Canon 18-200 IS

The 18-200mm Canon Lens – One Lens Is All You Need

Author: Wayne Rasku

As the owner of a Canon digital Rebel or a Canon 50D (or one of its predecessors) you really need to find out about the advantages of the 18-200mm Canon lens as an all-in-one lens option.

What’s In a Name

While we refer to it as the 18-200mm Canon lens, it has an official name. It is a Canon EF-S 18-200mm F3.5-5.6 IS telephoto lens.. How would you like to have to live up to a label like that? As we examine the name, we see EF-S. This would mean the lens is made for Canon’s lower end cameras, such as the Canon Digital Rebel sequence and its 50D digital SLR (along with the earlier xxD models). That means that you can not use this general walk around lens on the more high quality models such as the Canon 7D and the full frame models.

Thanks to the super focal spectrum of these types of Super-Zoom lenses, you can keep them on your camera nearly continuously. This makes them fantastic as traveling or holiday lenses..

With the 18-200mm Canon lens you seldom have to stop to change lenses. You are almost sure to have the right lens for each and every shot.

In fact, having to change lenses is one of the blessings AND the curses of digital SLR owners. We actually buy the cameras so we can change the lens, then we are frustrated when we have to.

More Benefits

First, as pointed out is the focal range, which is 11x. Taking into consideration the amazing variation in range, the image quality is outstanding.

Also, there is IS (image stabilization) which is supposed to give you an additional 4-stops of aperture without having to use a tripod. This is important because the widest aperture is only f/3.5, and it increases from there to a max of f/5.6. This is typical of the super-zoom lenses, whether Canon or some other manufacturer.

One more benefit is the bokeh that is produced when using a wide aperture. Photographers are always comparing bokeh. Briefly, it is when you try to get the main subject of your photo in sharp focus and have the other areas of the photo in a pleasingly blurred focus. The 18-200 does a pretty good job with this, but it is not considered the best.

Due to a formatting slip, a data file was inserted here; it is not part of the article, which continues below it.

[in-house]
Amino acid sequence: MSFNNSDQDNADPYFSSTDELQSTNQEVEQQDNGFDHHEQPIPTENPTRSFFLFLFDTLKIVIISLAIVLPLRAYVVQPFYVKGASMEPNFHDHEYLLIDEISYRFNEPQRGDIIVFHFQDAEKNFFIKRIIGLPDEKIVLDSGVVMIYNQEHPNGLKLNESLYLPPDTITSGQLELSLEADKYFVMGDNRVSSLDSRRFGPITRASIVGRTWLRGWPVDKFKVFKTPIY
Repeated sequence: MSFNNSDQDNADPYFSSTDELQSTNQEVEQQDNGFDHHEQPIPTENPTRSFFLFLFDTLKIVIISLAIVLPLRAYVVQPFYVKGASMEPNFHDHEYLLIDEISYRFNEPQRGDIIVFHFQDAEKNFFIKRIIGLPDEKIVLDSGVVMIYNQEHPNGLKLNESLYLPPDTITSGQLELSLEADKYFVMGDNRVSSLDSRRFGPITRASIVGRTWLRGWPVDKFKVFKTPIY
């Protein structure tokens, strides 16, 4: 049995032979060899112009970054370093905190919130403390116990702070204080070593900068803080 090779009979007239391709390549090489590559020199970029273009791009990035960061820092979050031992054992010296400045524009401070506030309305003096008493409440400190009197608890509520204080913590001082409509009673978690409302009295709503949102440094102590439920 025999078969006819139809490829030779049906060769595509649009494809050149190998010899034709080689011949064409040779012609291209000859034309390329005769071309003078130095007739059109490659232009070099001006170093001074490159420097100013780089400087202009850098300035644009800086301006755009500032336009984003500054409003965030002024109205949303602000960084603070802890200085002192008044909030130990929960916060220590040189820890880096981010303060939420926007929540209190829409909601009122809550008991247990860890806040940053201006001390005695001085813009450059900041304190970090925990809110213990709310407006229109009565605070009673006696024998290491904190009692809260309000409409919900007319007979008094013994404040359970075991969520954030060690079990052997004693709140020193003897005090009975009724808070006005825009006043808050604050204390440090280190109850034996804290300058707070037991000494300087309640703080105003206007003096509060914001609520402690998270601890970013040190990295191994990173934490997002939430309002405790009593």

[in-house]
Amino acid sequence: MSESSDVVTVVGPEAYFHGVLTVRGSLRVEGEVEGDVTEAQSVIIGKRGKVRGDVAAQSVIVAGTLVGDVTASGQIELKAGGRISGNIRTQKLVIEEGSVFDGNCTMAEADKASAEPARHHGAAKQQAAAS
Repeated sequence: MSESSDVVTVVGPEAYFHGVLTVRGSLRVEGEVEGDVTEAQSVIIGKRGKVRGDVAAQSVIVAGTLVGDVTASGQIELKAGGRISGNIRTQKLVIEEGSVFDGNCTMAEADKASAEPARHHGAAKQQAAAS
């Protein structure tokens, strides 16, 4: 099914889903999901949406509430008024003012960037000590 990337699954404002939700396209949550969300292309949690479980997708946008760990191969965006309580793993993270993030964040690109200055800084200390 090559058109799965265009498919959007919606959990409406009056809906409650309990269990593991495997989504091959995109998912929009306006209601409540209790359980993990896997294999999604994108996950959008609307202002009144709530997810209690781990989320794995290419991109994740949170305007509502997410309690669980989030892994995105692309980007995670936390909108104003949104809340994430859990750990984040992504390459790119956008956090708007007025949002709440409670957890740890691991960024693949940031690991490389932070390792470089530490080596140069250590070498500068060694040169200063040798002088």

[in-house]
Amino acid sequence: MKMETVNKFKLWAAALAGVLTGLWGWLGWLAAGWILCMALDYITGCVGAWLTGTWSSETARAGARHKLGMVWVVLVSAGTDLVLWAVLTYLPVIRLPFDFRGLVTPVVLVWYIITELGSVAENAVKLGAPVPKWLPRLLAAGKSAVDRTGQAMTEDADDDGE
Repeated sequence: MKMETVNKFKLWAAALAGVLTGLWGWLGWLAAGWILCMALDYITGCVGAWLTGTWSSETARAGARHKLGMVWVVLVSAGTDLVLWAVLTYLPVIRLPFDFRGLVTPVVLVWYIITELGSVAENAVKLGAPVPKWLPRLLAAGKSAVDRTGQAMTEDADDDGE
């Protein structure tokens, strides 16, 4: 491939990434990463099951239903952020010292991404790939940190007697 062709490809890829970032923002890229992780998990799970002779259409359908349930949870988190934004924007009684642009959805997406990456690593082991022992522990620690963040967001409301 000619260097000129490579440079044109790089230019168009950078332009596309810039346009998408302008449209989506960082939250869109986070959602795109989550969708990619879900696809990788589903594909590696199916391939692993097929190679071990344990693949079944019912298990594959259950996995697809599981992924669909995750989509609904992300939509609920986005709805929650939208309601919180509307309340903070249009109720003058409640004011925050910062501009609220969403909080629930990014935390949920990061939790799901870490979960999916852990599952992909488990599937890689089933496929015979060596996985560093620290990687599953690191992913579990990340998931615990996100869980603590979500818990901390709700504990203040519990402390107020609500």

The last benefit has to do with a comparison to the “kit lenses” that Canon promotes. Sometimes new buyers purchase the 18-55mm starter lens and an additional 55-250mm lens for the mid-range focal lengths. These two lenses are not bad as far as image quality goes, but they are not high quality construction.

The Canon 18-200mm lens is far better constructed than the kit lenses.

The Down Side

There are some concerns to consider. You will find this true of most super-zooms, whether they are Canon, Nikon, Sigma, or Tamron lenses. There is a compromise in image quality if you want to get the wide focal range. Most will have barrel distortion at the wide angles and chromatic aberration issues at both the shortest and the longest focal lengths.

This is not to say that the images are bad – the lens produces really good images. The issues are barely noticeable to the novice. However if you are seeking for the pixel-perfect image, you will either need to fork out more money or work with a more precise focal length lens.

Finally, consider a Canon look-alike

Third party producers have produced some excellent lenses that fit Canon digital SLR cameras. If the advantages and problem areas are identical, why don’t you think about saving some money for one of those? Give it some thought.

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About the Author

As you look at the 18-200mm Canon lens, you will be pleasantly surprised at how well it really does perform.

But do take a look at the other lenses in the same category. You can do that at Canon EOS Lenses.

Ken Rockwell Review

© Ian Kydd’Miller Follow Fusion08 on Twitter


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